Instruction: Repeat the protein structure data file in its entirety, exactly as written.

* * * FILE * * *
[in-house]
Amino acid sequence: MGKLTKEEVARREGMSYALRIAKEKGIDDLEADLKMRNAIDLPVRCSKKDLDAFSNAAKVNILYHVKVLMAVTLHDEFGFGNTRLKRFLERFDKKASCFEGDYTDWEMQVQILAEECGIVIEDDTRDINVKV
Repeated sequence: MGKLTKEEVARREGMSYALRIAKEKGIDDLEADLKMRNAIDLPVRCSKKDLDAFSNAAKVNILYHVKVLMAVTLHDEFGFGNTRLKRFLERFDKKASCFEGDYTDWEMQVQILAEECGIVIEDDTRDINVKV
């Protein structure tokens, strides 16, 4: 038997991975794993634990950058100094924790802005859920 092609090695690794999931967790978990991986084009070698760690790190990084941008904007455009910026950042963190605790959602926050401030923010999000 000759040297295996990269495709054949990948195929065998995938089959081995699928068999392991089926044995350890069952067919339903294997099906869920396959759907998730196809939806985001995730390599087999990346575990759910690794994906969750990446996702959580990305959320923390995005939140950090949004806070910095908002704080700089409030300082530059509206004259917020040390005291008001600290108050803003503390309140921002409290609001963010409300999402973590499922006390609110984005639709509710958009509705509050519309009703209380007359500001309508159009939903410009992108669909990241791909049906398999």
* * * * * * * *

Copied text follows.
[in-house]
Amino acid sequence: MGKLTKEEVARREGMSYALRIAKEKGIDDLEADLKMRNAIDLPVRCSKKDLDAFSNAAKVNILYHVKVLMAVTLHDEFGFGNTRLKRFLERFDKKASCFEGDYTDWEMQVQILAEECGIVIEDDTRDINVKV
Repeated sequence: MGKLTKEEVARREGMSYALRIAKEKGIDDLEADLKMRNAIDLPVRCSKKDLDAFSNAAKVNILYHVKVLMAVTLHDEFGFGNTRLKRFLERFDKKASCFEGDYTDWEMQVQILAEECGIVIEDDTRDINVKV
């Protein structure tokens, strides 16, 4: 038997991975794993634990950058100094924790802005859920 092609090695690794999931967790978990991986084009070698760690790190990084941008904007455009910026950042963190605790959602926050401030923010999000 000759040297295996990269495709054949990948195929065998995938089959081995699928068999392991089926044995350890069952067919339903294997099906869920396959759907998730196809939806985001995730390599087999990346575990759910690794994906969750990446996702959580990305959320923390995005939140950090949004806070910095908002704080700089409030300082530059509206004259917020040390005291008001600290108050803003503390309140921002409290609001963010409300999402973590499922006390609110984005639709509710958009509705509050519309009703209380007359500001309508159009939903410009992108669909990241791909049906398999």